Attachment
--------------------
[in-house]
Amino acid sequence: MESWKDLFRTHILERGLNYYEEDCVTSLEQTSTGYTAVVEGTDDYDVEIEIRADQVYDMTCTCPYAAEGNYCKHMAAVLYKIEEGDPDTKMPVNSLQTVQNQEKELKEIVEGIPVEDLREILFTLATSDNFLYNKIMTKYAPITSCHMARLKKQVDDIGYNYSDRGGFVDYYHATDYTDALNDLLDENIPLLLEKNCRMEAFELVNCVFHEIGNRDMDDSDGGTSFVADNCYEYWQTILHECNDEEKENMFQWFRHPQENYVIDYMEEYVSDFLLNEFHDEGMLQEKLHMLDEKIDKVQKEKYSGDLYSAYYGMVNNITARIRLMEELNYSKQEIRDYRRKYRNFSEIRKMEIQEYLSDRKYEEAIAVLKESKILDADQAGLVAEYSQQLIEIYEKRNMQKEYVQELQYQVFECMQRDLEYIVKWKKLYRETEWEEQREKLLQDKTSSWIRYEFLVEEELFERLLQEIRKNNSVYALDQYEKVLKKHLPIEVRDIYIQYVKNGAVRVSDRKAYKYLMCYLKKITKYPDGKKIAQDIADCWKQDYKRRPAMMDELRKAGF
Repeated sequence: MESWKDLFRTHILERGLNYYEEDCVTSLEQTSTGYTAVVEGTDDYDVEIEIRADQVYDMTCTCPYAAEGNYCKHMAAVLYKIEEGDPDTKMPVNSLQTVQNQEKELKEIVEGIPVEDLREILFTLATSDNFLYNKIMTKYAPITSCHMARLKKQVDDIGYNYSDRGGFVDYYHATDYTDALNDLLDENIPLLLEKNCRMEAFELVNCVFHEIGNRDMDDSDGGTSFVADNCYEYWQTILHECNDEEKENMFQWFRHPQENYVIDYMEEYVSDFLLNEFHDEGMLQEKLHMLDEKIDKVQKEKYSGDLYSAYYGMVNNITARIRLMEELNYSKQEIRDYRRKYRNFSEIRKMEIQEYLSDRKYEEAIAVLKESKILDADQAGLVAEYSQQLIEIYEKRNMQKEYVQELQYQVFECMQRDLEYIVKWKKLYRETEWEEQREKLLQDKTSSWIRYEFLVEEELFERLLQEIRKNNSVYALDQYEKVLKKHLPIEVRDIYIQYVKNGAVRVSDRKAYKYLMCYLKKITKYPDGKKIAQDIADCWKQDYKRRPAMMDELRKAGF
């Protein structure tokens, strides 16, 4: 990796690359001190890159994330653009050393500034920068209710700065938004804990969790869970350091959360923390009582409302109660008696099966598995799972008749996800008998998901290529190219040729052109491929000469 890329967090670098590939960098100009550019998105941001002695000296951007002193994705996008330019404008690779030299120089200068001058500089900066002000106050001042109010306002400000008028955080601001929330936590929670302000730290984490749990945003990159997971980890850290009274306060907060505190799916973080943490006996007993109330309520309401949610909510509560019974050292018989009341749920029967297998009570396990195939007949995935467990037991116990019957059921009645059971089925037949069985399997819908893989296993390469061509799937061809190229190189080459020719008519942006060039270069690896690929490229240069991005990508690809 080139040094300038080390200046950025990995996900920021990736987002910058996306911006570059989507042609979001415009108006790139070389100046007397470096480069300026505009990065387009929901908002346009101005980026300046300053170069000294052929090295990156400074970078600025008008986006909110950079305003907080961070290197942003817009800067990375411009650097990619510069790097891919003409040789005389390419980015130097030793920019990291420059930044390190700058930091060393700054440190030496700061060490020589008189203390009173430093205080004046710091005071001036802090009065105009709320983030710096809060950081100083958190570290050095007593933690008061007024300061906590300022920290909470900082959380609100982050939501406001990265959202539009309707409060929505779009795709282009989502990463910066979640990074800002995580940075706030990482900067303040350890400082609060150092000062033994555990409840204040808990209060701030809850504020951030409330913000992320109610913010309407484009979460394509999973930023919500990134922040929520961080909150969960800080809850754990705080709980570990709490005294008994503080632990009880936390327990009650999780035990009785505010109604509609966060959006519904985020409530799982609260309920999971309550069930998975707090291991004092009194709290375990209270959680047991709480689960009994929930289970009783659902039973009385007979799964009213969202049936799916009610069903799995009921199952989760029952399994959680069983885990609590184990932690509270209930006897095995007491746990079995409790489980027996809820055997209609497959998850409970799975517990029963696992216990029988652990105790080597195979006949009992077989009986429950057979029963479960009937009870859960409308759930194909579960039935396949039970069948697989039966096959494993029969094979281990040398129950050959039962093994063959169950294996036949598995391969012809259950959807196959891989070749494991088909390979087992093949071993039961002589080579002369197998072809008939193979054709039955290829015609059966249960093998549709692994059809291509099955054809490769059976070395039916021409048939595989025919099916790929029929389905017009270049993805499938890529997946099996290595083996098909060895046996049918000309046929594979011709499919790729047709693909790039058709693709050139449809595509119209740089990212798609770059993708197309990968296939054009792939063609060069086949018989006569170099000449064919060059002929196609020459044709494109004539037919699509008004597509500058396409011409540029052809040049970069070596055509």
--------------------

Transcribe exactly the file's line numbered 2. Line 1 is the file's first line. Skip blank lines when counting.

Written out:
Amino acid sequence: MESWKDLFRTHILERGLNYYEEDCVTSLEQTSTGYTAVVEGTDDYDVEIEIRADQVYDMTCTCPYAAEGNYCKHMAAVLYKIEEGDPDTKMPVNSLQTVQNQEKELKEIVEGIPVEDLREILFTLATSDNFLYNKIMTKYAPITSCHMARLKKQVDDIGYNYSDRGGFVDYYHATDYTDALNDLLDENIPLLLEKNCRMEAFELVNCVFHEIGNRDMDDSDGGTSFVADNCYEYWQTILHECNDEEKENMFQWFRHPQENYVIDYMEEYVSDFLLNEFHDEGMLQEKLHMLDEKIDKVQKEKYSGDLYSAYYGMVNNITARIRLMEELNYSKQEIRDYRRKYRNFSEIRKMEIQEYLSDRKYEEAIAVLKESKILDADQAGLVAEYSQQLIEIYEKRNMQKEYVQELQYQVFECMQRDLEYIVKWKKLYRETEWEEQREKLLQDKTSSWIRYEFLVEEELFERLLQEIRKNNSVYALDQYEKVLKKHLPIEVRDIYIQYVKNGAVRVSDRKAYKYLMCYLKKITKYPDGKKIAQDIADCWKQDYKRRPAMMDELRKAGF